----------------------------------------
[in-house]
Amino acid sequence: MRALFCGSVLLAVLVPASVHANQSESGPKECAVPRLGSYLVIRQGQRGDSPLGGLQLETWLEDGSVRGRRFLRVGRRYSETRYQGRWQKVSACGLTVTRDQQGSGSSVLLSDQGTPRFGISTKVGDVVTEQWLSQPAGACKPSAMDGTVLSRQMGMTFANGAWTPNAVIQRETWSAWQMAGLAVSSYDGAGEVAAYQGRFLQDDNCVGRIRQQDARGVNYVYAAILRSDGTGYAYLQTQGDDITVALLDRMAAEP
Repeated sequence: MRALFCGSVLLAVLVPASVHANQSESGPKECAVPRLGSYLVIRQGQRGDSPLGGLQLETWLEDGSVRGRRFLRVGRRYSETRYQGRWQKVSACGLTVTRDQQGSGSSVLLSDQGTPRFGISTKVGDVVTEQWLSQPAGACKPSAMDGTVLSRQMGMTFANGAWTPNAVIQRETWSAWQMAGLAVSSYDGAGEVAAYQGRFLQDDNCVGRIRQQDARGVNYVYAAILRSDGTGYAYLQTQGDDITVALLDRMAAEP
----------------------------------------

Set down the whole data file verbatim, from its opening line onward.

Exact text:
[in-house]
Amino acid sequence: MRALFCGSVLLAVLVPASVHANQSESGPKECAVPRLGSYLVIRQGQRGDSPLGGLQLETWLEDGSVRGRRFLRVGRRYSETRYQGRWQKVSACGLTVTRDQQGSGSSVLLSDQGTPRFGISTKVGDVVTEQWLSQPAGACKPSAMDGTVLSRQMGMTFANGAWTPNAVIQRETWSAWQMAGLAVSSYDGAGEVAAYQGRFLQDDNCVGRIRQQDARGVNYVYAAILRSDGTGYAYLQTQGDDITVALLDRMAAEP
Repeated sequence: MRALFCGSVLLAVLVPASVHANQSESGPKECAVPRLGSYLVIRQGQRGDSPLGGLQLETWLEDGSVRGRRFLRVGRRYSETRYQGRWQKVSACGLTVTRDQQGSGSSVLLSDQGTPRFGISTKVGDVVTEQWLSQPAGACKPSAMDGTVLSRQMGMTFANGAWTPNAVIQRETWSAWQMAGLAVSSYDGAGEVAAYQGRFLQDDNCVGRIRQQDARGVNYVYAAILRSDGTGYAYLQTQGDDITVALLDRMAAEP